Despite the health care industry’s eagerness to adopt new mobile health technologies, consumer enthusiasm for and usage of new health information tools has been slow to grow, reports a new survey.
Blue Chip Marketing Worldwide’s mobile health care technology survey found that although 98% of patients in the survey used smartphones to make their phone calls, only 26% of users actually visit health-related web sites. Further still, only 18% reported downloading health-related mobile apps and only 8% of patients spent time using online health communities.
Just last week, Pfizer shut down recruitment for a completely virtual trial of its approved overactive bladder drug, Detrol, because it was unable to rally enough patients to take part in the trial with online and social tools.
Neil Weisman, of Blue Chip Patient Recruitment, suggests that Pfizer’s failure may have been due to a disconnect in tactics, in that the targeted demographic, elderly women, are not early adopters for such new technology.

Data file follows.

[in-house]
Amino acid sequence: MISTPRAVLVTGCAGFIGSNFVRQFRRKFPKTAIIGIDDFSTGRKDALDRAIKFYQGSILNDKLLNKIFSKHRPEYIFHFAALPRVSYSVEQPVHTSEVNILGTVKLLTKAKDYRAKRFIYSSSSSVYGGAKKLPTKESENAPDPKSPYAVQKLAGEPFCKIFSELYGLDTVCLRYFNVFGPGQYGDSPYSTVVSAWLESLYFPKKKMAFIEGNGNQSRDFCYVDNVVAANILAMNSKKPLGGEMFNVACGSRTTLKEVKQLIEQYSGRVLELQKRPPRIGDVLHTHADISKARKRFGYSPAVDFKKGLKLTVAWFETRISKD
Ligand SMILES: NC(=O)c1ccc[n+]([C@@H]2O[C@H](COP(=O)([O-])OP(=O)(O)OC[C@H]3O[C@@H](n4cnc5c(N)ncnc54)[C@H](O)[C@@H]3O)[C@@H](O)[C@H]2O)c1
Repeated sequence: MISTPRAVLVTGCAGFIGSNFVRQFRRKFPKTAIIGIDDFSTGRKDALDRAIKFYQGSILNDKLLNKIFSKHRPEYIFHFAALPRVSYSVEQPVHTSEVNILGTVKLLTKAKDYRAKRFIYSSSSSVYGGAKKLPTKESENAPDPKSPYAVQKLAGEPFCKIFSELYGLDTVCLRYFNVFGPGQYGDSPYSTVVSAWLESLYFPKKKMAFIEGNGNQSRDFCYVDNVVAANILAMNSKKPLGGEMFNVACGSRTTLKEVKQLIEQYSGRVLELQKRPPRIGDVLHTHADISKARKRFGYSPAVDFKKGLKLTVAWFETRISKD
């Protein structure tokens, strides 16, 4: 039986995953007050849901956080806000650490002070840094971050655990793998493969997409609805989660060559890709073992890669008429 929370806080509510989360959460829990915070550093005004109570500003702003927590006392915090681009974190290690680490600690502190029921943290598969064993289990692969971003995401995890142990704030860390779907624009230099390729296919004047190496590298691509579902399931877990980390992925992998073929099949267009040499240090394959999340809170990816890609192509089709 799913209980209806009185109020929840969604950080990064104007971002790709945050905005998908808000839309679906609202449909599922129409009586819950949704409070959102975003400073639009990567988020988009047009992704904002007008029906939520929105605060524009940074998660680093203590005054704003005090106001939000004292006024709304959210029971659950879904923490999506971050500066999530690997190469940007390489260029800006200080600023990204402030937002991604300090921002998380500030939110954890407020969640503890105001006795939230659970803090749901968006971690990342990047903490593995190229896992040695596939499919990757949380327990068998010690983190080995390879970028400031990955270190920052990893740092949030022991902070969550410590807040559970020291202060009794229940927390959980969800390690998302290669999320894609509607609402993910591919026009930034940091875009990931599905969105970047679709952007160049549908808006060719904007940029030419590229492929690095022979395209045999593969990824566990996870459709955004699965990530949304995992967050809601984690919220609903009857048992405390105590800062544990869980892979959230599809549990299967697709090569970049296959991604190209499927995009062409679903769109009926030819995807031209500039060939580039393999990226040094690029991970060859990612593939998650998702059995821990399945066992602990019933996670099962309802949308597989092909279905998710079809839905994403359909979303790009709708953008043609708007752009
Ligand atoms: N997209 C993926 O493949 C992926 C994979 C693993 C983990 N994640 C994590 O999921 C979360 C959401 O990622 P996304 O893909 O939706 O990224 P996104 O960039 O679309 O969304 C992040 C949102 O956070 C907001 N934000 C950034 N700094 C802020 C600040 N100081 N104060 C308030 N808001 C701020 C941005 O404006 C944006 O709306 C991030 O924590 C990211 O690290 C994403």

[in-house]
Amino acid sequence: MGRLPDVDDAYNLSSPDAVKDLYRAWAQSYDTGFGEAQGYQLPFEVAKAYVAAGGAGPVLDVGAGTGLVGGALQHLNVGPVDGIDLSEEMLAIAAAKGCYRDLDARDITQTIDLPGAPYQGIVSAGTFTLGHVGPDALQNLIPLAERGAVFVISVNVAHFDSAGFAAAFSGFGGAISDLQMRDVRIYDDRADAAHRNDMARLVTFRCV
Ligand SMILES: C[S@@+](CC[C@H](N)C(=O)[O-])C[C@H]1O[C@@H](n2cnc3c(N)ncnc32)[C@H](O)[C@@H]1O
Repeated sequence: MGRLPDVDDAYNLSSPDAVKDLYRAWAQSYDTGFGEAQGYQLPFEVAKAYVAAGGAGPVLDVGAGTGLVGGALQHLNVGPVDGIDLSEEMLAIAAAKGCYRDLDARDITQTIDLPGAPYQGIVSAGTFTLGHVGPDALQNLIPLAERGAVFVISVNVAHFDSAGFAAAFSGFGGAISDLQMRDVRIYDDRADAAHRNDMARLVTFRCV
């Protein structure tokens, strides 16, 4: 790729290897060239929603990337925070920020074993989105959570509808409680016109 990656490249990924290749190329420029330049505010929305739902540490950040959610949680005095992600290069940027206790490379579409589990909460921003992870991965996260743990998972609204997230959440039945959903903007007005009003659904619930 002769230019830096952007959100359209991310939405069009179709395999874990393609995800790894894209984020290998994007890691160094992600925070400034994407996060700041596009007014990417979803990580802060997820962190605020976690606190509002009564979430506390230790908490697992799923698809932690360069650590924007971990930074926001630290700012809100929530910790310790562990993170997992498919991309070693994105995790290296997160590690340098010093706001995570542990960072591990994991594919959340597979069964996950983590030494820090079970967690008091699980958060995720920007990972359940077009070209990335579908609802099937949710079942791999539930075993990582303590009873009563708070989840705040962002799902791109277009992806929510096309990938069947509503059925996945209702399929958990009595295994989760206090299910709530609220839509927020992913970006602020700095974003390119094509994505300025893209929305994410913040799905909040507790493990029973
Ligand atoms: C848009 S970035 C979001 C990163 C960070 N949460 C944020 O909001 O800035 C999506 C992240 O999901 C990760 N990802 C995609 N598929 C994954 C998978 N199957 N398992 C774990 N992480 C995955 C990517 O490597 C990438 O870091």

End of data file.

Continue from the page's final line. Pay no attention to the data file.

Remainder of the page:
“[Pfizer’s recruiting failure] was just a miss with the target. It’s like they were putting the tactics ahead of understanding the demographic,” says Weisman.
Despite the hesitation of consumers and patients to fully transition to mobile health technologies, physicians and clinical trial coordinators seem primed to make the transition to mobile health care technologies, Blue Chip says.
“They want the technology, they’re eager because these things can help them do their job more efficiently,” said Weisman at the Drug Information Association’s recent annual meeting in Philadelphia. “They’re in a position where they have to multitask, they have to do a lot of things every day, and if there was a sponsor that could provide tools to make their lives easier, whether a smartphone, a laptop or a tablet, that’s a home run.”
The foundation for a successful transition to mobile health technologies exists, but the field remains in its infancy, Blue Chip concludes.